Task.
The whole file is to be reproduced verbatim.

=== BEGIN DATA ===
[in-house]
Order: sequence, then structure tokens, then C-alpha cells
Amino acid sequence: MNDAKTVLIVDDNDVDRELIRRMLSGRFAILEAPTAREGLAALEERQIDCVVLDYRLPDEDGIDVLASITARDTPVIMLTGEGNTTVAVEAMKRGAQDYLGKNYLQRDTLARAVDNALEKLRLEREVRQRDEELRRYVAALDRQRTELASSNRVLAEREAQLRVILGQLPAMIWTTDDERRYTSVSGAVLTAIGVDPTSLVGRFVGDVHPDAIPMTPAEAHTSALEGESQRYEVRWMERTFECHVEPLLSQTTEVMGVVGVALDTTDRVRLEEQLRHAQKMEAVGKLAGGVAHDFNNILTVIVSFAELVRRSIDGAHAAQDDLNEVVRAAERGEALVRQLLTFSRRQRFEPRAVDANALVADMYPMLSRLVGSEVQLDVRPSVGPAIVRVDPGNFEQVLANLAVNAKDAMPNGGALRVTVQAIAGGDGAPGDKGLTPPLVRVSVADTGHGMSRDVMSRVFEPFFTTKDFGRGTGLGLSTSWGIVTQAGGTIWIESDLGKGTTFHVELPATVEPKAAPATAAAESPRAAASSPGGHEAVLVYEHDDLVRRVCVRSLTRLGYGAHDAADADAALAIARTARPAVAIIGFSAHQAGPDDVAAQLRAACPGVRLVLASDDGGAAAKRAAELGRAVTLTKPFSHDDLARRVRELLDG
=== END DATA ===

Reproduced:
[in-house]
Order: sequence, then structure tokens, then C-alpha cells
Amino acid sequence: MNDAKTVLIVDDNDVDRELIRRMLSGRFAILEAPTAREGLAALEERQIDCVVLDYRLPDEDGIDVLASITARDTPVIMLTGEGNTTVAVEAMKRGAQDYLGKNYLQRDTLARAVDNALEKLRLEREVRQRDEELRRYVAALDRQRTELASSNRVLAEREAQLRVILGQLPAMIWTTDDERRYTSVSGAVLTAIGVDPTSLVGRFVGDVHPDAIPMTPAEAHTSALEGESQRYEVRWMERTFECHVEPLLSQTTEVMGVVGVALDTTDRVRLEEQLRHAQKMEAVGKLAGGVAHDFNNILTVIVSFAELVRRSIDGAHAAQDDLNEVVRAAERGEALVRQLLTFSRRQRFEPRAVDANALVADMYPMLSRLVGSEVQLDVRPSVGPAIVRVDPGNFEQVLANLAVNAKDAMPNGGALRVTVQAIAGGDGAPGDKGLTPPLVRVSVADTGHGMSRDVMSRVFEPFFTTKDFGRGTGLGLSTSWGIVTQAGGTIWIESDLGKGTTFHVELPATVEPKAAPATAAAESPRAAASSPGGHEAVLVYEHDDLVRRVCVRSLTRLGYGAHDAADADAALAIARTARPAVAIIGFSAHQAGPDDVAAQLRAACPGVRLVLASDDGGAAAKRAAELGRAVTLTKPFSHDDLARRVRELLDG